Smruti Desai, DO MPH
You watch the dusk enfold the mountains and you take a large drink of water. You may be a sweaty feast for mosquitoes, but you’re not in Pod A, and you still have a week of vacation left. You turn around to say something to your friend, who is just about to take a goofy selfie in front of the sunrise, and you see it in slow motion – a bee, zooming in closer and closer, landing right on your friend’s neck. Before either of you can move, it injects its venom into your friend, and he looks at you, terrified – the last time he got stung by a bee, he went into anaphylaxis.
Anaphylaxis is a life-threatening, rapidly progressing hypersensitivity reaction which if not controlled immediately, can lead to a cascade of events culminating in hypotension, airway compromise and even death. It therefore comes as no surprise that it is one of the most dangerous medical conditions that we encounter in the wilderness. Anaphylaxis is a clinical diagnosis and considered likely when all of the following three criteria are met2:
- Sudden onset and rapid progression of symptoms
- Life-threatening compromise of ABCs
- Skin and/or mucosal changes
The diagnosis is supported by known exposure to an allergen, but in the case of a new allergic reaction, we cannot rely on the patient’s knowledge of their prior allergies. If the allergen is a food, abdominal symptoms are frequently reported. Neurological symptoms such as anxiety and tremors are commonly seen as a result of cerebral hypoperfusion. Anaphylaxis can result from two mechanisms: the immunologic pathway mediated by IgE and Th2 cells, or the non-immunologic pathway mediated by IgG, immune complexes/complement, or direct stimulation of mast cells to degranulate and induce massive histamine release. The downstream effects of these mechanisms involve peripheral vasodilation, resulting in capillary leakage, hypotension, compensatory tachycardia and finally, fulminant shock.4 Intramuscular or intravenous epinephrine is the only medication that can halt this progression, and thus adequate dosing holds the key to survival.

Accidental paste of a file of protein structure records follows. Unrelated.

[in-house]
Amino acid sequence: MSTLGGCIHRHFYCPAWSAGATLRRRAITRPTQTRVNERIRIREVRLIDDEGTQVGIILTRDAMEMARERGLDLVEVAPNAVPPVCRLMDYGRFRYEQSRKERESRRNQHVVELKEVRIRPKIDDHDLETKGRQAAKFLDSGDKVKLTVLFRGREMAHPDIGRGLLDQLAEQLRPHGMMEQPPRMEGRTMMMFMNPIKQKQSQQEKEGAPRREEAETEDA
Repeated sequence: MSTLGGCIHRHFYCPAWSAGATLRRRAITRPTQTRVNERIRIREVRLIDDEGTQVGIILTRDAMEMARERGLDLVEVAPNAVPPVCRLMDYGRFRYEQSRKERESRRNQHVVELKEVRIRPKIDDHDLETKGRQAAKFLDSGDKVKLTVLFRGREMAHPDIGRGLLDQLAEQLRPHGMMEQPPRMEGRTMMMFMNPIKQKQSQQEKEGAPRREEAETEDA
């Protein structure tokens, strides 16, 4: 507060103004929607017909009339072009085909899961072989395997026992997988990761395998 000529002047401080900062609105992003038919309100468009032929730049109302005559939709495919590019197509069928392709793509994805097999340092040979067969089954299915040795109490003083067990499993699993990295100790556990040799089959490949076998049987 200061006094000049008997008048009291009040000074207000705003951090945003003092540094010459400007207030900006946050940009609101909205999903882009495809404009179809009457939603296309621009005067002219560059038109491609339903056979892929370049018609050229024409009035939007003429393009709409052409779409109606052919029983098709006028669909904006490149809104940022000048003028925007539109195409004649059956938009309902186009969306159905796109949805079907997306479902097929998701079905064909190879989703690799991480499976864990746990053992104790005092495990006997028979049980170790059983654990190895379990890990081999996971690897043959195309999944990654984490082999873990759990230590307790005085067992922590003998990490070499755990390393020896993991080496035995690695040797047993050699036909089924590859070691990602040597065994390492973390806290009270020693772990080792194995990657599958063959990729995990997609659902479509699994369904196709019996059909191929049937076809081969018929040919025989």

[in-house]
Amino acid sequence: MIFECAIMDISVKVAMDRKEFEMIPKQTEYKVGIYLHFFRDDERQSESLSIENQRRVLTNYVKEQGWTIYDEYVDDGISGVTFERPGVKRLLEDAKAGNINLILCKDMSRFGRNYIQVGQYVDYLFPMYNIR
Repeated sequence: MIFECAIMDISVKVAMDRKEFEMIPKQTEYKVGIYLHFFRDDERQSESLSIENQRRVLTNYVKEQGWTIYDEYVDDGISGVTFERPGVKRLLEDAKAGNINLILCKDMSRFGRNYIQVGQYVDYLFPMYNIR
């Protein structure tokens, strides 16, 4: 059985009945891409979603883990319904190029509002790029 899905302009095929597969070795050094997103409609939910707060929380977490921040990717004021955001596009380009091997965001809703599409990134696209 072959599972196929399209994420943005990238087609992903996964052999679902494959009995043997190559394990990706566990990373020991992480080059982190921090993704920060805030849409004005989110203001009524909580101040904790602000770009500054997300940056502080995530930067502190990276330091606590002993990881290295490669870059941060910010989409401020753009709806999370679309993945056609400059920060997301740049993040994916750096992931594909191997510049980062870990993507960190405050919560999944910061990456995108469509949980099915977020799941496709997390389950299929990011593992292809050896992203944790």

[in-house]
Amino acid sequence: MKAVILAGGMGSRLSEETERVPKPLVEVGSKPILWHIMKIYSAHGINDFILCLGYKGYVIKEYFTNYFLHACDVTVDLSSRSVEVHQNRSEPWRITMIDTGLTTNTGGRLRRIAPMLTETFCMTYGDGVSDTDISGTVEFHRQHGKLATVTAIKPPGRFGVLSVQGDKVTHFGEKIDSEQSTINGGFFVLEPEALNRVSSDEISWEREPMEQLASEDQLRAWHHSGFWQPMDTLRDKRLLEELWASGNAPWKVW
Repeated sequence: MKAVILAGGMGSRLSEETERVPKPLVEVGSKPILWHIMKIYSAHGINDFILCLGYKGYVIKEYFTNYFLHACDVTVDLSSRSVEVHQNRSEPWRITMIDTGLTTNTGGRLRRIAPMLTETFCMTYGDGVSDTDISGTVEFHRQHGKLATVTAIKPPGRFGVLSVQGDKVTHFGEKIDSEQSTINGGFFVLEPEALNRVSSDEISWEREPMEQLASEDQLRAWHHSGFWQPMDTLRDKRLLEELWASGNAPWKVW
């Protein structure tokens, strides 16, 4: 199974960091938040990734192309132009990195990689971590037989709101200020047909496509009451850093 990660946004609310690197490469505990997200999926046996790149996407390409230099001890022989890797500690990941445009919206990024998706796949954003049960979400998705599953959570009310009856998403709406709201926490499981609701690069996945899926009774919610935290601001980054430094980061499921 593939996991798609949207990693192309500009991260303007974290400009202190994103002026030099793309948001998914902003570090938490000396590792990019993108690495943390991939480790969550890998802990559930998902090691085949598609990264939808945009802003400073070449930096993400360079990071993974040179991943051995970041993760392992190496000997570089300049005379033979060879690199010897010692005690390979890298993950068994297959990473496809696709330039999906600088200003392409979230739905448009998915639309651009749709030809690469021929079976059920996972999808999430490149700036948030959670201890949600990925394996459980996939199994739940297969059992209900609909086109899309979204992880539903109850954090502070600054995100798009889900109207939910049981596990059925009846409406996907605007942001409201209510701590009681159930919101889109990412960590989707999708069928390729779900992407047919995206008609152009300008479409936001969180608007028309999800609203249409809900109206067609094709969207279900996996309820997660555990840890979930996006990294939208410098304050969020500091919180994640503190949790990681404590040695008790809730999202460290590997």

In light of these facts, imagine now that you are stranded in mountainous terrain with a rapidly deteriorating anaphylactic friend and a single Epipen that he brought on his person. The one dose that you injected into his thigh so confidently has barely brought him any relief. Given that anaphylaxis can be biphasic or protracted, a single dose of epinephrine (0.5mg IM via auto-injector) is frequently inadequate to bring your patient out of shock. Immediate evacuation from the situation is of paramount importance, especially to a place where you have access to more epinephrine, fluids, inhaled beta-agonists, and antihistamines2 – but if you are the only provider present and are less-endowed with muscle strength, you need to stabilize your friend further before trying to fireman’s-carry somebody who is three times your weight.